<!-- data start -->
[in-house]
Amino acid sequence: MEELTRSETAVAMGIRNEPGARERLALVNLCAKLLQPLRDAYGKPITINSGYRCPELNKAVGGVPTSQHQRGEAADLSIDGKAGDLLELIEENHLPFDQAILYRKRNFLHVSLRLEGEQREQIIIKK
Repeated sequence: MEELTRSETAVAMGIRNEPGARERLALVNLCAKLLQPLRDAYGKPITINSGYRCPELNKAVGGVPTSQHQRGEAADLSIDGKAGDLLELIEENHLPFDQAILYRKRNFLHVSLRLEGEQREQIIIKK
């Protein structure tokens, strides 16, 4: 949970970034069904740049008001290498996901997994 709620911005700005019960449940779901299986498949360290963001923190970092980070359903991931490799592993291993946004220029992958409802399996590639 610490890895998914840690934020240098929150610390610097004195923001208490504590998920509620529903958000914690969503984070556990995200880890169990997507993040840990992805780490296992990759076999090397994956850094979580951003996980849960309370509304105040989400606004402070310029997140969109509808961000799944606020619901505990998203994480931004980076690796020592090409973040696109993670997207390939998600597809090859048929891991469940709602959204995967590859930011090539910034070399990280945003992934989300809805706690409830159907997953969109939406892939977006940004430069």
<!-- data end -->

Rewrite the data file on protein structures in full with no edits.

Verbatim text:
[in-house]
Amino acid sequence: MEELTRSETAVAMGIRNEPGARERLALVNLCAKLLQPLRDAYGKPITINSGYRCPELNKAVGGVPTSQHQRGEAADLSIDGKAGDLLELIEENHLPFDQAILYRKRNFLHVSLRLEGEQREQIIIKK
Repeated sequence: MEELTRSETAVAMGIRNEPGARERLALVNLCAKLLQPLRDAYGKPITINSGYRCPELNKAVGGVPTSQHQRGEAADLSIDGKAGDLLELIEENHLPFDQAILYRKRNFLHVSLRLEGEQREQIIIKK
């Protein structure tokens, strides 16, 4: 949970970034069904740049008001290498996901997994 709620911005700005019960449940779901299986498949360290963001923190970092980070359903991931490799592993291993946004220029992958409802399996590639 610490890895998914840690934020240098929150610390610097004195923001208490504590998920509620529903958000914690969503984070556990995200880890169990997507993040840990992805780490296992990759076999090397994956850094979580951003996980849960309370509304105040989400606004402070310029997140969109509808961000799944606020619901505990998203994480931004980076690796020592090409973040696109993670997207390939998600597809090859048929891991469940709602959204995967590859930011090539910034070399990280945003992934989300809805706690409830159907997953969109939406892939977006940004430069």